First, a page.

No place like home

Green Mountain Habitat for Humanity hangs its hat in Williston

Nov. 23, 2011

By Steven Frank

Observer staff

Green Mountain Habitat for Humanity Executive Director David Mullin (left) and Sara Munro (right), director of advancement, no longer have to work out of their homes. The organization moved to a larger office location in Williston in September. In addition to housing all three of its employees, the space can also host training sessions and workshops. (Observer photo by Steven Frank)

Green Mountain Habitat for Humanity has been providing new homes to families in need for more than 25 years.

Now the non-profit organization has a new home in Williston.

In September, it moved from a close-quarters locale in Essex Junction to a spot in the Cornerstone Drive plaza (across the street from the former Williston Driving Range).

The new space includes staff offices, workstations for interns and a conference room for volunteer committees. There is also a large training space for future programs in home maintenance and homeownership workshops.

GMHfH’s paid staff includes an executive director, director of advancement and a bookkeeper. The bulk of the organization consists of approximately 40 volunteers.

“Our office (in Essex Junction) was big enough for (the) bookkeeper, so he worked there and I worked out of my home in Williston,” GMHfH Executive Director David Mullin said. “Then we decided to hire a director of advancement, so that person worked from home as well. … We decided we needed to come together to be more efficient and effective as an organization.”

According to Mullin and Sara Munro, director of advancement, the office’s furniture and technology infrastructure were almost entirely donated by local individuals and businesses.

“We’d be sitting on crates if it wasn’t for them,” Mullin said.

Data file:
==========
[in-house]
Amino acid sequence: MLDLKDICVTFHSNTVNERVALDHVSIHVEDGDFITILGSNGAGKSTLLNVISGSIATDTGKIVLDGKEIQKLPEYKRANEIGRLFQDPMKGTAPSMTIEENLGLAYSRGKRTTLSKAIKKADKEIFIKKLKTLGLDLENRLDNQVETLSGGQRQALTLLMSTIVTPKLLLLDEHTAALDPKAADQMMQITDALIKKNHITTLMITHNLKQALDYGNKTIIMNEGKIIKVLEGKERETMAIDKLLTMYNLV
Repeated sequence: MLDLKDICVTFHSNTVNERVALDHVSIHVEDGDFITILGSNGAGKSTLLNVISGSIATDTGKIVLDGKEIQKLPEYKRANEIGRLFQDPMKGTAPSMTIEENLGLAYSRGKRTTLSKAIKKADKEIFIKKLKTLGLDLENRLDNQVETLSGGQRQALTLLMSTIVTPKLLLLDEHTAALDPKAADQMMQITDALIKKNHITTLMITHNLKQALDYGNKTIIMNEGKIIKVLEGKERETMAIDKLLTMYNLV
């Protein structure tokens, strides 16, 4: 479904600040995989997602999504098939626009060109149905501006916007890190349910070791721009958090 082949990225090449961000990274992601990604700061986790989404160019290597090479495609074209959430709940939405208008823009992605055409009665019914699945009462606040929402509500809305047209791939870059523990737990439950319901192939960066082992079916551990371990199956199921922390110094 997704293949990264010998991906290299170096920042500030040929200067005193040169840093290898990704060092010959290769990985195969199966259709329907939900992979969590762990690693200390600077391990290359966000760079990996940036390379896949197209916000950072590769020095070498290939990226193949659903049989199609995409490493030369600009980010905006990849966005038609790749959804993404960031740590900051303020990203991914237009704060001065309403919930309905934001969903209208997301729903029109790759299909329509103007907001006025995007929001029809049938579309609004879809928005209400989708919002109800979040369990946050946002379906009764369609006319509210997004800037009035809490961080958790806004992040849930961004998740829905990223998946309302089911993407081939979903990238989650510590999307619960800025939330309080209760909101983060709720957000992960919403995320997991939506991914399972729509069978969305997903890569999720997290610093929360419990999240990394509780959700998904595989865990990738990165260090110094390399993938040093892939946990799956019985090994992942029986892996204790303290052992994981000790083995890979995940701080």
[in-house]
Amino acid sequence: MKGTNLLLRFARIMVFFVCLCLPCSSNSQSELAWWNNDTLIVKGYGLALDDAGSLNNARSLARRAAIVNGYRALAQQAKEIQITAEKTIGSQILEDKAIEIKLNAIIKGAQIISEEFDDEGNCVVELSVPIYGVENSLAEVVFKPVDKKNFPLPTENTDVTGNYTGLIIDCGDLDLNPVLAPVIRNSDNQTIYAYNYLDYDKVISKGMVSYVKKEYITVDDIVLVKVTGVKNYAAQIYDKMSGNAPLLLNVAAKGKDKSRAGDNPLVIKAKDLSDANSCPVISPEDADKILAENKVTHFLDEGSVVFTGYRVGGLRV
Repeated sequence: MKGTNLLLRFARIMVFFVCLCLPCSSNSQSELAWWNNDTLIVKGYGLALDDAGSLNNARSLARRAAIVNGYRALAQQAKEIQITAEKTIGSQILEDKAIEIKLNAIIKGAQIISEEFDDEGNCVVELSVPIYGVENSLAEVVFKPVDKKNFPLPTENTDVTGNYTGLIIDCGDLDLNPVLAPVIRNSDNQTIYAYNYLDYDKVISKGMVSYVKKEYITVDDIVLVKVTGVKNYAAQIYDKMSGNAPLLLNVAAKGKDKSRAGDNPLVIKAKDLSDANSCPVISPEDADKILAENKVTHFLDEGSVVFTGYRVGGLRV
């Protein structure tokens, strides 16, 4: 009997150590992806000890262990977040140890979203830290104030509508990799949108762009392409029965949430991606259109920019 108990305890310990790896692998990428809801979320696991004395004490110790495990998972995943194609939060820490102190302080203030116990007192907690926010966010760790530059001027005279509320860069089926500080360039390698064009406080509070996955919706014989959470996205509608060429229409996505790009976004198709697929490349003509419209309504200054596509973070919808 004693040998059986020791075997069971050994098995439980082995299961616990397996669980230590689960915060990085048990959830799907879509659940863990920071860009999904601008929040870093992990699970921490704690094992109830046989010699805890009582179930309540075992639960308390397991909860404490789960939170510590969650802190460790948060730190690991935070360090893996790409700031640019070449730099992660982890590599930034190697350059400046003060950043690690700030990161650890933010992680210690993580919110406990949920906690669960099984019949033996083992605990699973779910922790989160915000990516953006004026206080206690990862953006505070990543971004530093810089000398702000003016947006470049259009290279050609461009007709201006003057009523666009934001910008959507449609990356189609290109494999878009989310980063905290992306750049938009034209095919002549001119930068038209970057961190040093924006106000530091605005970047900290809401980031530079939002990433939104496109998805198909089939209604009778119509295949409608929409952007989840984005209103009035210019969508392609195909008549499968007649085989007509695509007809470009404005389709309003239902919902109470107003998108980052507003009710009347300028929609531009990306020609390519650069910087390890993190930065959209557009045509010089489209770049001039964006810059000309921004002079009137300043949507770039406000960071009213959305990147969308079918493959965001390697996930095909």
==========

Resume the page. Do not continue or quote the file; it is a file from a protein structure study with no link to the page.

Formed in 1984 and an affiliate of the worldwide Habitat for Humanity organization, GMHfH partners with low-income families living in substandard and/or unsafe housing conditions throughout northwestern Vermont. Through donations and volunteer efforts, it builds new homes and sells them to these families via interest-free loans.

GMHfH has built 55 homes to date, including one in Williston where the land was donated (the organization typically purchases the land). Another land donation was a recent three-building lot in Charlotte, where volunteers are finishing up the final house. There is also a GMHfH chapter in Lamoille County that will construct its first home in Morrisville next spring.

With the economy putting more families — particularly working ones — in need, Mullin hopes increased efficiency in the new Williston headquarters will lead to an increase in housing projects.

“We really want to ramp it up and (the move) is a big part of that,” Mullin said. “This space allows us to do more with our partner families and our volunteers, and that will allows us to increase our number of homes.”

A group of female volunteers work on a new home in Charlotte that was part of a three-building lot donated to Green Mountain Habitat for Humanity. (Courtesy photo)

Williston residents Charlie Magill and his wife, Ruth, have volunteered with GMHfH since 1988. Ruth Magill serves in the organization’s congregation relations committee, which promotes involvement from churches in terms of donated materials and/or manpower. One of Charlie Magill’s recent duties was helping construct the houses in Charlotte.

Charlie Magill said he is happy that GMHfH is in a larger space in Williston because it’s a short drive from his home and makes it possible for him and his wife to do more for the organization. But his greatest pleasure is seeing the impact it makes on families’ lives.

“It’s been wonderful, we’ve been able to see many families get into a home of their own that they would have never been able to get into otherwise,” Charlie Magill said. “It’s really affected us.”

Mullin, who has been the executive director for 11 years, still gets the same gratification.

“It all goes back to the families,” Mullin said. “You hear what it means to them and you see the difference that it makes, I enjoy that. You work with such a variety of people, from all walks of life. It’s a diverse group putting forth a common effort.”